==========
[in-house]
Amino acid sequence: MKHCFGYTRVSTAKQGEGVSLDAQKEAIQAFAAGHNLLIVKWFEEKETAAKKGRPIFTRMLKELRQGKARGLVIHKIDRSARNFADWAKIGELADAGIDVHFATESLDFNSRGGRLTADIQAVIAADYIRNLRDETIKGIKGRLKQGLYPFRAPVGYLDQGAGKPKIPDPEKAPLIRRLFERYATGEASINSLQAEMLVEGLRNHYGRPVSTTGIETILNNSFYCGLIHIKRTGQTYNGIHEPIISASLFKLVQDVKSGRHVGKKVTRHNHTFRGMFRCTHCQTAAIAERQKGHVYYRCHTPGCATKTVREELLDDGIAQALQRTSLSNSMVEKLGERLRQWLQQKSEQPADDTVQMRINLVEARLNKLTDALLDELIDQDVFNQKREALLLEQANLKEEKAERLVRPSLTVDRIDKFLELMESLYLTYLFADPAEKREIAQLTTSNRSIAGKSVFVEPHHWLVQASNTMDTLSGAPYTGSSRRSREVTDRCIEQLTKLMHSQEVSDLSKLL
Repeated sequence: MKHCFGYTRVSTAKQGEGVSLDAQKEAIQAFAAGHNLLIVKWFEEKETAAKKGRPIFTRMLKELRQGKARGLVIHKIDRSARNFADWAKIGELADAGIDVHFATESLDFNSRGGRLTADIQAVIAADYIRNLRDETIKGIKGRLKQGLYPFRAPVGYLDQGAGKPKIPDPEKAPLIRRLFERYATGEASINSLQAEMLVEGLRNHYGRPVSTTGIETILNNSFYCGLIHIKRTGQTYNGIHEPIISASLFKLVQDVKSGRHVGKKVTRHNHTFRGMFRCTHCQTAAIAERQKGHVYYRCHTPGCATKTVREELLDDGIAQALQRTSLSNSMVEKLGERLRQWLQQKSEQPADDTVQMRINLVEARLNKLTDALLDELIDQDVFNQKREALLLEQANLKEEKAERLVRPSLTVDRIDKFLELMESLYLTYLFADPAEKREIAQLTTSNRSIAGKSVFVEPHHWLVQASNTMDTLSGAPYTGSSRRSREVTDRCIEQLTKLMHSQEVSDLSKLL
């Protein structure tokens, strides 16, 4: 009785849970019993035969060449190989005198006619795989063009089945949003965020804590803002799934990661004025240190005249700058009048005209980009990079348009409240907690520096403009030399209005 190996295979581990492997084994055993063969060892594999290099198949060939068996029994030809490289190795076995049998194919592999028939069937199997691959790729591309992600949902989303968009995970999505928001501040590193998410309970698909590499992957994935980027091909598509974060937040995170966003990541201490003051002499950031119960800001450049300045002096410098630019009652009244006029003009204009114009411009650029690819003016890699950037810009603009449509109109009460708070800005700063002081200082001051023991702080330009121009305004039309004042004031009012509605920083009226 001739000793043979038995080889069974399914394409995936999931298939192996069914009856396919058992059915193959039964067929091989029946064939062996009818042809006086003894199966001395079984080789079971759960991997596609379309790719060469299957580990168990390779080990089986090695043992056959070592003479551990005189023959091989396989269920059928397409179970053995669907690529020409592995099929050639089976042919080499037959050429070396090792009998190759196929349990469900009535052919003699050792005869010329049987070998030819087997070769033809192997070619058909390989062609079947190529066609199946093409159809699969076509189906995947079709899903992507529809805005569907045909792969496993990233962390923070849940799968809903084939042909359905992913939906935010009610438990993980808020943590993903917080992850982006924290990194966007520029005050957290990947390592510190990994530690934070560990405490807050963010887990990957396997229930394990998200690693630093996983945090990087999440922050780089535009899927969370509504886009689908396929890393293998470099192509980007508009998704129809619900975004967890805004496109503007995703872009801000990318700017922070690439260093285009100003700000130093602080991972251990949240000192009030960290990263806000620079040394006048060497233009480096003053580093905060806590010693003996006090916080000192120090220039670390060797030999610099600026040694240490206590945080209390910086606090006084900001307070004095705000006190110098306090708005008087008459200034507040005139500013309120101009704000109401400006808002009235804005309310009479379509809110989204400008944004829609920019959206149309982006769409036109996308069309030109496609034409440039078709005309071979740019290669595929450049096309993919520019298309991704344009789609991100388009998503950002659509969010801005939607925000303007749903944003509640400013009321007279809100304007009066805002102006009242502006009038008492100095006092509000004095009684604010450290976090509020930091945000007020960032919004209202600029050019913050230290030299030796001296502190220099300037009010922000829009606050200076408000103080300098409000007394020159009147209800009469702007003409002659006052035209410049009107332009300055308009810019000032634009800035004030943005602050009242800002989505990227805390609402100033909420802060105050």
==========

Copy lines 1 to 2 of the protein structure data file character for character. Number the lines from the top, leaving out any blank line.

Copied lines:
[in-house]
Amino acid sequence: MKHCFGYTRVSTAKQGEGVSLDAQKEAIQAFAAGHNLLIVKWFEEKETAAKKGRPIFTRMLKELRQGKARGLVIHKIDRSARNFADWAKIGELADAGIDVHFATESLDFNSRGGRLTADIQAVIAADYIRNLRDETIKGIKGRLKQGLYPFRAPVGYLDQGAGKPKIPDPEKAPLIRRLFERYATGEASINSLQAEMLVEGLRNHYGRPVSTTGIETILNNSFYCGLIHIKRTGQTYNGIHEPIISASLFKLVQDVKSGRHVGKKVTRHNHTFRGMFRCTHCQTAAIAERQKGHVYYRCHTPGCATKTVREELLDDGIAQALQRTSLSNSMVEKLGERLRQWLQQKSEQPADDTVQMRINLVEARLNKLTDALLDELIDQDVFNQKREALLLEQANLKEEKAERLVRPSLTVDRIDKFLELMESLYLTYLFADPAEKREIAQLTTSNRSIAGKSVFVEPHHWLVQASNTMDTLSGAPYTGSSRRSREVTDRCIEQLTKLMHSQEVSDLSKLL